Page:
The chairman of the Northamptonshire Children’s Trust suggested that more independent reviews into cases of child neglect will follow in a press conference addressing the case of a severely neglected baby.
A press conference was held on Tuesday, April 26 with the Northamptonshire Safeguarding Children Partnership after a report was published revealing how care professionals missed opportunities to stop a catalogue of neglect suffered by a young baby.
This is the third independent review into incidents concerning infants in the county published in the last six months.
This newspaper asked the chairman of the Northamptonshire Children’s Trust, Julian Wooster, how many more of these cases can be expected to come out of the woodwork.
Mr Wooster said: “The safeguarding partnership will review cases and will take action to identify those and will hold child safeguarding practice reviews, which you have a copy of today.
“There are others in the pipeline - to be clear about that - which date back to that period of time when services were inadequate in Northamptonshire and that’s the important message around the history of Northamptonshire which we are actively addressing.”
Previous independent reviews include the death of a six-week-old baby, who suffocated in bed whilst the parents were “heavily intoxicated” in October 2019 as well as the death of a six-month-old boy in April 2020, which the report ruled warning signs were missed by children’s services.
Children’s services in Northamptonshire are still currently rated as inadequate by Ofsted. The last full inspection was completed in June 2019.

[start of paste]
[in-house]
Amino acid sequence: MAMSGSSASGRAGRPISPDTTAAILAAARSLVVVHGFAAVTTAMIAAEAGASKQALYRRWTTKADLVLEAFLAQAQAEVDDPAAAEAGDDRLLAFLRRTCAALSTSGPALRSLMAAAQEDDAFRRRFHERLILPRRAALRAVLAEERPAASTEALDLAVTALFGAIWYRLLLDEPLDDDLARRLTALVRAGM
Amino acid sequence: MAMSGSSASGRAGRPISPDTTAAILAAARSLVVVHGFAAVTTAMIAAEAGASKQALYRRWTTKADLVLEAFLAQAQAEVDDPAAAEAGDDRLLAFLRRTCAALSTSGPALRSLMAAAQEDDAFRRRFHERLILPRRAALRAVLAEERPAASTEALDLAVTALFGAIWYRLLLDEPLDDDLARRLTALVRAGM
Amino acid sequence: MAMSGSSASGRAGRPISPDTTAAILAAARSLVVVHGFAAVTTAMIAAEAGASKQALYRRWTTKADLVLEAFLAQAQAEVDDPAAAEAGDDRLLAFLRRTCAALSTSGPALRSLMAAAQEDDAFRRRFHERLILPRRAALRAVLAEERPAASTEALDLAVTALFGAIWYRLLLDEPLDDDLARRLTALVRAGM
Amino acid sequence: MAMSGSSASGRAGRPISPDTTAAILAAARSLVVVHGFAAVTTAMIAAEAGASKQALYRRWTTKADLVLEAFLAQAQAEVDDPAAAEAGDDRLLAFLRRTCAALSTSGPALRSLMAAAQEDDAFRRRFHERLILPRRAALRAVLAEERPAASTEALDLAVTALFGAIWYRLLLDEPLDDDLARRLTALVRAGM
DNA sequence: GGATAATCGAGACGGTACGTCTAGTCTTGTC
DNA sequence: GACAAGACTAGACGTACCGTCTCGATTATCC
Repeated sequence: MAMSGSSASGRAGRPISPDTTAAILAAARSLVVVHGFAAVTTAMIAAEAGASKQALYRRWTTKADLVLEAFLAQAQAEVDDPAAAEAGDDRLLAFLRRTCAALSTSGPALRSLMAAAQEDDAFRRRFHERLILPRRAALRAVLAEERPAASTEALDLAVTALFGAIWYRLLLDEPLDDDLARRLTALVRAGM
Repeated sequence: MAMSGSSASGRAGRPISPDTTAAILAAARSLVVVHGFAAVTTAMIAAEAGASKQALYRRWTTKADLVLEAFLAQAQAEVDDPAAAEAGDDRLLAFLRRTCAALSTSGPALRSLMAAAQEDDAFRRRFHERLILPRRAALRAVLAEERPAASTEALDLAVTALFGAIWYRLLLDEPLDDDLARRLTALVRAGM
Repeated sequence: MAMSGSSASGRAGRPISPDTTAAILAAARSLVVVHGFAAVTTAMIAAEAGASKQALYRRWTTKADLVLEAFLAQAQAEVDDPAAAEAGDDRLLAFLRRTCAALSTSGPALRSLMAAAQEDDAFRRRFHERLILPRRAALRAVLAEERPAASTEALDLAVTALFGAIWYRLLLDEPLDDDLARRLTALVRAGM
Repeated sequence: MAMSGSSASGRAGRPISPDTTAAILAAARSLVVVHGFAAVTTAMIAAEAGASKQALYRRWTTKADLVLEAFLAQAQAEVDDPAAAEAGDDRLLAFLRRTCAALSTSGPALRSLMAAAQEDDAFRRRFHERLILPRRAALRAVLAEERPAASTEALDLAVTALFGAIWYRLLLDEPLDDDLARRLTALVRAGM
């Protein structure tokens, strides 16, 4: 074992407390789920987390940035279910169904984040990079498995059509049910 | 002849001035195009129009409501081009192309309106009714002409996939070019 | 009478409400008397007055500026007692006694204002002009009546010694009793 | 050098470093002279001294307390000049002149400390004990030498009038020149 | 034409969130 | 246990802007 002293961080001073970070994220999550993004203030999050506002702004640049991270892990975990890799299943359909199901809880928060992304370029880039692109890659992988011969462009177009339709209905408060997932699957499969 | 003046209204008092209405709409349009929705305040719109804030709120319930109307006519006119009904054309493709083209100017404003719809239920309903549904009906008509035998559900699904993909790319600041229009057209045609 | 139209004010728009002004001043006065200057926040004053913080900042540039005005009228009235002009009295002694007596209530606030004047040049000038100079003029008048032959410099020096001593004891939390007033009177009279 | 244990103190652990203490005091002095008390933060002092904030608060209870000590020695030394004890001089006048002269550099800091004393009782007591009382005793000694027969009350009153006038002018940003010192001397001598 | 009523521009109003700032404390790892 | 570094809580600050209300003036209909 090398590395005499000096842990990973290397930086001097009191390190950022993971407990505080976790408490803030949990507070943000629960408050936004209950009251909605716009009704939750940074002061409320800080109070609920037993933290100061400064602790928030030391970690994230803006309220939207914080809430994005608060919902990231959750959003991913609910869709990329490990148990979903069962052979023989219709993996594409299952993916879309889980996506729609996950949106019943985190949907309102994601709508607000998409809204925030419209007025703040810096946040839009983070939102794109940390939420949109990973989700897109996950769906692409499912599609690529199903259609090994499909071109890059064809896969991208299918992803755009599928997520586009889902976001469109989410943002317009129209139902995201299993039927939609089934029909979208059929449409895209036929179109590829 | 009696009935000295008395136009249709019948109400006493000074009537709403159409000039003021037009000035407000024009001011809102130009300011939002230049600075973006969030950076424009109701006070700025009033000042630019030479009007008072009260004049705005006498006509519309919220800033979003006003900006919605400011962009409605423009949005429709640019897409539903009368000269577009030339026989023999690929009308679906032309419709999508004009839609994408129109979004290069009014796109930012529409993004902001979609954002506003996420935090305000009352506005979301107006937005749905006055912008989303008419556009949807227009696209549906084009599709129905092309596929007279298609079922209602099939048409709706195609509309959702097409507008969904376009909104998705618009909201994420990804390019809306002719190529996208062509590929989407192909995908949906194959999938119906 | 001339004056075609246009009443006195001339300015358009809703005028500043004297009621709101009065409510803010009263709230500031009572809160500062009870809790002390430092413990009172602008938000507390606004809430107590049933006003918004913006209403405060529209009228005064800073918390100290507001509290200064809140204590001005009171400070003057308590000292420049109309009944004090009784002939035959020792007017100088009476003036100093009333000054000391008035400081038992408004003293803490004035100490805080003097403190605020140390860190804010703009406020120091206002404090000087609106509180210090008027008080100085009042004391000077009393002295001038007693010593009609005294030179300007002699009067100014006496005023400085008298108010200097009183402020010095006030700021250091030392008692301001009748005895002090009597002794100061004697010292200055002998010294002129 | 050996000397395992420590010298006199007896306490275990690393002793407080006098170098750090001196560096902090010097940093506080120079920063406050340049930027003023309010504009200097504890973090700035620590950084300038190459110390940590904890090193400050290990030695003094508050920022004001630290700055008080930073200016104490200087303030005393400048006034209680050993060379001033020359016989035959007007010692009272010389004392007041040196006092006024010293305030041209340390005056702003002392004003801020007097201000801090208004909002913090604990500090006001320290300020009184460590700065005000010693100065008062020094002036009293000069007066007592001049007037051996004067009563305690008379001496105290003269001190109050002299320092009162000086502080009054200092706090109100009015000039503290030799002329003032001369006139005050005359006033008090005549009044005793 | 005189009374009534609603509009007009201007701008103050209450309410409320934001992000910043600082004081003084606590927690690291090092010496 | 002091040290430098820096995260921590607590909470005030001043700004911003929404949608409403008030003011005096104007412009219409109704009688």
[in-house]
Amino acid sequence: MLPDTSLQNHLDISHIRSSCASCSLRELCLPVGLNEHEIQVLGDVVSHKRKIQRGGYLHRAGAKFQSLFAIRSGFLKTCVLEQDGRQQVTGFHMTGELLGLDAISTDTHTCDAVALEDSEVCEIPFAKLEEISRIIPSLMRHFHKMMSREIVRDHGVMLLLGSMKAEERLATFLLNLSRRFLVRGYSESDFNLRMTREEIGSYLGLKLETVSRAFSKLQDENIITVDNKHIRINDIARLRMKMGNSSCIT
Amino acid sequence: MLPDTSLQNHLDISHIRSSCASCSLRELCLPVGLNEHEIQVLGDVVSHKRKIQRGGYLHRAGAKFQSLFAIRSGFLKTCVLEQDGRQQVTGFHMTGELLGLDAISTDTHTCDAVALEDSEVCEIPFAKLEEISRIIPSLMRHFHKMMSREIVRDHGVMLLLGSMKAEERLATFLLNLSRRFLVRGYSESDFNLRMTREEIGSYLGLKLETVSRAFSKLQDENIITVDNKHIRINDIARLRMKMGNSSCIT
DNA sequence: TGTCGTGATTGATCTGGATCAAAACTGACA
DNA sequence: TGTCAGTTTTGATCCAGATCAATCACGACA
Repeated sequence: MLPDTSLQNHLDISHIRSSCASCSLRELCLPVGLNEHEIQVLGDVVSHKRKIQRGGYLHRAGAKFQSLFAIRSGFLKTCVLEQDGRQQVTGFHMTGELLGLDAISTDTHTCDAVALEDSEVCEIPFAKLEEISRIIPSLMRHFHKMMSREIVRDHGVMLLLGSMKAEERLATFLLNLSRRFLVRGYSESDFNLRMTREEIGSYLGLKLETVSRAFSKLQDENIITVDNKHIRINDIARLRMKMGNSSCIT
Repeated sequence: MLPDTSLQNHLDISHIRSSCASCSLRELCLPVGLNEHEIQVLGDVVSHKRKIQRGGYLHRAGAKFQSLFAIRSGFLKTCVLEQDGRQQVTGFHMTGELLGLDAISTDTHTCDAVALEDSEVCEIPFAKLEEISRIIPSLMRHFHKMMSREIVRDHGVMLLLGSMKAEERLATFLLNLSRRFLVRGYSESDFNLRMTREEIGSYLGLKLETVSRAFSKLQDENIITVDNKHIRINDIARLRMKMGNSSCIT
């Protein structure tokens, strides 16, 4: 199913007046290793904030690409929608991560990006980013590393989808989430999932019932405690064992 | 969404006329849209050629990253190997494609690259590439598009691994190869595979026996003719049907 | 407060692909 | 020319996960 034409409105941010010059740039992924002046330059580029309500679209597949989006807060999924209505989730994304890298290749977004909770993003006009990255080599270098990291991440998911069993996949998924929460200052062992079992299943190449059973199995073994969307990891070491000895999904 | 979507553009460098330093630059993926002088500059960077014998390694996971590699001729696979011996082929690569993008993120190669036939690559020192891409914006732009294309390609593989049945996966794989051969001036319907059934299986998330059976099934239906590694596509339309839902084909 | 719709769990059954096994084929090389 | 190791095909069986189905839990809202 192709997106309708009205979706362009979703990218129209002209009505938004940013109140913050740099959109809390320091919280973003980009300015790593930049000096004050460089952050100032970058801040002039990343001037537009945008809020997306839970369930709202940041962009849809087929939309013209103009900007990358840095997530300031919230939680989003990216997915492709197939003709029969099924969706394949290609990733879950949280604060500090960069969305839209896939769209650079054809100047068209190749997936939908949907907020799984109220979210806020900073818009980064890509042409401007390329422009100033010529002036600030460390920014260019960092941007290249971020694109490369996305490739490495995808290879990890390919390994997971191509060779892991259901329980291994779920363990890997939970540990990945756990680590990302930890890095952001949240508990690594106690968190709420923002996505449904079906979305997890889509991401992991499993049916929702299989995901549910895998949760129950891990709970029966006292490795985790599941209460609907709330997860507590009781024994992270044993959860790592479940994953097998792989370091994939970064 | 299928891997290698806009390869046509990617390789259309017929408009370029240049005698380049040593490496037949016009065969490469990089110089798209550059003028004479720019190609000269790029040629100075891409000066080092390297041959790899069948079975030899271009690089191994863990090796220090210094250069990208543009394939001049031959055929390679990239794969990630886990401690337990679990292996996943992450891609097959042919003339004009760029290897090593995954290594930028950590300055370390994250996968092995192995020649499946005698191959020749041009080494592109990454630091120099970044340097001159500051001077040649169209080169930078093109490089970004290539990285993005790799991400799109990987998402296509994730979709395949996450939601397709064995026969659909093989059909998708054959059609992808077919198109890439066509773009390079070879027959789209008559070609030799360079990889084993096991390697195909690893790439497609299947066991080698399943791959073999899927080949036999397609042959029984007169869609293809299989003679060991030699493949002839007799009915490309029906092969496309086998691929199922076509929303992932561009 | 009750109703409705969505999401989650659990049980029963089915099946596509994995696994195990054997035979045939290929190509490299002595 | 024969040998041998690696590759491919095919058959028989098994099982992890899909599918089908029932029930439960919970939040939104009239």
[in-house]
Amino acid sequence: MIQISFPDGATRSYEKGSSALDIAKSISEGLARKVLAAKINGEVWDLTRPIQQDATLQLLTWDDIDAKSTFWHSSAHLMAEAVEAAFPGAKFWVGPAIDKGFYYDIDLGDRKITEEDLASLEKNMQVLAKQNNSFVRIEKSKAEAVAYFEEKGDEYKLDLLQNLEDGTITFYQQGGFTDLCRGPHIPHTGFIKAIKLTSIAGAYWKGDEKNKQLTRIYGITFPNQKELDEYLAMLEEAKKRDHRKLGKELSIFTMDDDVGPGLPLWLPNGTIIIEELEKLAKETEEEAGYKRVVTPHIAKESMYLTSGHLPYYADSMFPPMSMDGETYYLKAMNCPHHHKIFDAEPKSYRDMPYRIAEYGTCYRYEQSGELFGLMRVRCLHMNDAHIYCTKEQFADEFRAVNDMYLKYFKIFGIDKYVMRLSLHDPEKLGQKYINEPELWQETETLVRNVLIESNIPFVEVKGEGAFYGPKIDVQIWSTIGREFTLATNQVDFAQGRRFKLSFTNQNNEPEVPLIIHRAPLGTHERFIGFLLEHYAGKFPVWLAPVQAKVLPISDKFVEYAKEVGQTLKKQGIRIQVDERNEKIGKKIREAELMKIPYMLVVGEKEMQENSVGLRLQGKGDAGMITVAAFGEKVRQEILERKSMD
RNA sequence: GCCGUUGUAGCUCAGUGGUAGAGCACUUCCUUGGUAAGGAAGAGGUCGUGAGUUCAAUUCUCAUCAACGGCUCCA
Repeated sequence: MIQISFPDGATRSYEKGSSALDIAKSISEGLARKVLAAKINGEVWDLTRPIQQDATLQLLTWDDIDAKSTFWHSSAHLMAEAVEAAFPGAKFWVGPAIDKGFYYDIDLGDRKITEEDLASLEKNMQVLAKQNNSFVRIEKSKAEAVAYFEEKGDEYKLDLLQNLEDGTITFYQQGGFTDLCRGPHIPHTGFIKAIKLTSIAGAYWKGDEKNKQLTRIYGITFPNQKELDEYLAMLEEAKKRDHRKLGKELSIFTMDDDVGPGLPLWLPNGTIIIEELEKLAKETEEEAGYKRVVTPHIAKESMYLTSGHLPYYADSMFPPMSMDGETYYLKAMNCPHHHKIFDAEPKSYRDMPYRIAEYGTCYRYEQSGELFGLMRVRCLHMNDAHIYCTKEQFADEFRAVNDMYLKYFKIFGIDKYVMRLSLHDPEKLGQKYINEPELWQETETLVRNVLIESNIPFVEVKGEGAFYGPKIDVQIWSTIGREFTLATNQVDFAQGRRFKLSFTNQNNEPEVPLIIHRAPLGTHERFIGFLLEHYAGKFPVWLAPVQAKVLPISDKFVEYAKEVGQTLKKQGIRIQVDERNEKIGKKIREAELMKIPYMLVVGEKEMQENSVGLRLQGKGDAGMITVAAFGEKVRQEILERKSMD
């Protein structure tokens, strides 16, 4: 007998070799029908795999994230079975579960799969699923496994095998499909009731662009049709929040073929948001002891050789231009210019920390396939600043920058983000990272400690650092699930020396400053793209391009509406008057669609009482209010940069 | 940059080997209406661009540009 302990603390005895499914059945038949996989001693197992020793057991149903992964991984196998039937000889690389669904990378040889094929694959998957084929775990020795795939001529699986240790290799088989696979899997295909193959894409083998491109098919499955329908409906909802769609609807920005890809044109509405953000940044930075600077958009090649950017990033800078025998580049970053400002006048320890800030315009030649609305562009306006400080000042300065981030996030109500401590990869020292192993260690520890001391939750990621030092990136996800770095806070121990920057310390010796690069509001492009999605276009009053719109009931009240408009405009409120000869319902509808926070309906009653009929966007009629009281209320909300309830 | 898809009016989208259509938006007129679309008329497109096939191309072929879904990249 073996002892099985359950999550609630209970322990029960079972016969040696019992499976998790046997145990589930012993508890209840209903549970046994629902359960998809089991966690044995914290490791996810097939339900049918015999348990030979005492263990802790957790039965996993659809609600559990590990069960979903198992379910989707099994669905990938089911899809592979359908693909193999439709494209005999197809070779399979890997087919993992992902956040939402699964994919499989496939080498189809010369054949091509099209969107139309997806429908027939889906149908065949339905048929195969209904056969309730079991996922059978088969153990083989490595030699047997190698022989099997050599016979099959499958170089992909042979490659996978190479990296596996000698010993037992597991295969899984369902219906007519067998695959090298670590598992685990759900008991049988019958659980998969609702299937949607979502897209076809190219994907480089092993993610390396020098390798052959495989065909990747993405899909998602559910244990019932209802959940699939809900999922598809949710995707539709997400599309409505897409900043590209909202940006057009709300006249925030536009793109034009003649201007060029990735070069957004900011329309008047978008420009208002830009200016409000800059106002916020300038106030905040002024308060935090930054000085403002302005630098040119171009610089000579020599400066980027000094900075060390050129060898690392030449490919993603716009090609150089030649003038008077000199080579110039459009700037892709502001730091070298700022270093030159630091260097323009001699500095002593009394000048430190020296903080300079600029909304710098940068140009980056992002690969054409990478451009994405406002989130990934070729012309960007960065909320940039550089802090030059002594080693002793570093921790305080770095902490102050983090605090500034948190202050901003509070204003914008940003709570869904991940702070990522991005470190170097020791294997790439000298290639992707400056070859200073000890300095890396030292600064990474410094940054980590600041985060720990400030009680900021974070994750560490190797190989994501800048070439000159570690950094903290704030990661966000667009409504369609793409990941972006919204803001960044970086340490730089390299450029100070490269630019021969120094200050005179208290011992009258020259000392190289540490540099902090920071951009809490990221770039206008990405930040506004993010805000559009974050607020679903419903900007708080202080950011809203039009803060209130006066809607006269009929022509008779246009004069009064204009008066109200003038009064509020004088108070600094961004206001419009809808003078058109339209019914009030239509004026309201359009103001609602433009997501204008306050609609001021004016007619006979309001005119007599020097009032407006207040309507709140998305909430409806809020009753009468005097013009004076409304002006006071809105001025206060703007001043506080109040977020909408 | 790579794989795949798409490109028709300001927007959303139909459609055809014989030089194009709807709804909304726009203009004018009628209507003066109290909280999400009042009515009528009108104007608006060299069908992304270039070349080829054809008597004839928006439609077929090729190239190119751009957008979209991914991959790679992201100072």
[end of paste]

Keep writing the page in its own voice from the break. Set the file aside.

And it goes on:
Cabinet member for children, families and education at West Northamptonshire council, councillor Fiona Baker, said at the press conference: “We do have to remember that, although we are still rated inadequate, Ofsted actually haven’t done any of their proper inspections during the Covid period and we are expecting them to come to our service probably September time for their inspection.
“During that time previously, we have had regular inspections throughout the service on a regular basis and, on every occasion, they have said they can see improvement.”
This newspaper asked Councillor Baker how they can say they are seen to be “improving” with three independent reviews emerging in just six months.
Councillor Baker said this is due to the courts being “massively delayed” with the work they have been doing for children’s services.
She added: “We are in a totally different place now. That is an area we wouldn’t recognise if we went into it now. We have had huge numbers of staff vacancies, we had a service that just was not at all functioning well.
“When Ofsted came in, they rightly found us inadequate and, from that moment onwards - with the help of our then commissioner and various other people put in place to help us from other councils - we have steadily worked to make this a better place to live.”